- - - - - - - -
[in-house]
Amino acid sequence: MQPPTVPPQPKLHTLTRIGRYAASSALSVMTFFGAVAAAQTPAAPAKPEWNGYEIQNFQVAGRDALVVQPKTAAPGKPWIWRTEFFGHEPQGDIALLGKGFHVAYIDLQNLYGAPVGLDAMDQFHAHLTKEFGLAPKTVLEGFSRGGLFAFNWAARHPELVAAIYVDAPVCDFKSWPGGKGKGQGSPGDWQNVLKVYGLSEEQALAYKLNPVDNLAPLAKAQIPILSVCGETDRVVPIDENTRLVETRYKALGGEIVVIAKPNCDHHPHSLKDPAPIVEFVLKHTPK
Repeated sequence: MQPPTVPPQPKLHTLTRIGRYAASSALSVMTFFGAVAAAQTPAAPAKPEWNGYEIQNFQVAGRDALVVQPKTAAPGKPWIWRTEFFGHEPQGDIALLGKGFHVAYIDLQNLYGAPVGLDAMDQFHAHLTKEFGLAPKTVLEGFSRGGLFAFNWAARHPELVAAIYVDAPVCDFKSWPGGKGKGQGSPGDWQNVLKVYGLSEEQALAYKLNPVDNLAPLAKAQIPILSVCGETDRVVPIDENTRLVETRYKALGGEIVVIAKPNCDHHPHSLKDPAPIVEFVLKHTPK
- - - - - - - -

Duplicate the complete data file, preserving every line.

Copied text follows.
[in-house]
Amino acid sequence: MQPPTVPPQPKLHTLTRIGRYAASSALSVMTFFGAVAAAQTPAAPAKPEWNGYEIQNFQVAGRDALVVQPKTAAPGKPWIWRTEFFGHEPQGDIALLGKGFHVAYIDLQNLYGAPVGLDAMDQFHAHLTKEFGLAPKTVLEGFSRGGLFAFNWAARHPELVAAIYVDAPVCDFKSWPGGKGKGQGSPGDWQNVLKVYGLSEEQALAYKLNPVDNLAPLAKAQIPILSVCGETDRVVPIDENTRLVETRYKALGGEIVVIAKPNCDHHPHSLKDPAPIVEFVLKHTPK
Repeated sequence: MQPPTVPPQPKLHTLTRIGRYAASSALSVMTFFGAVAAAQTPAAPAKPEWNGYEIQNFQVAGRDALVVQPKTAAPGKPWIWRTEFFGHEPQGDIALLGKGFHVAYIDLQNLYGAPVGLDAMDQFHAHLTKEFGLAPKTVLEGFSRGGLFAFNWAARHPELVAAIYVDAPVCDFKSWPGGKGKGQGSPGDWQNVLKVYGLSEEQALAYKLNPVDNLAPLAKAQIPILSVCGETDRVVPIDENTRLVETRYKALGGEIVVIAKPNCDHHPHSLKDPAPIVEFVLKHTPK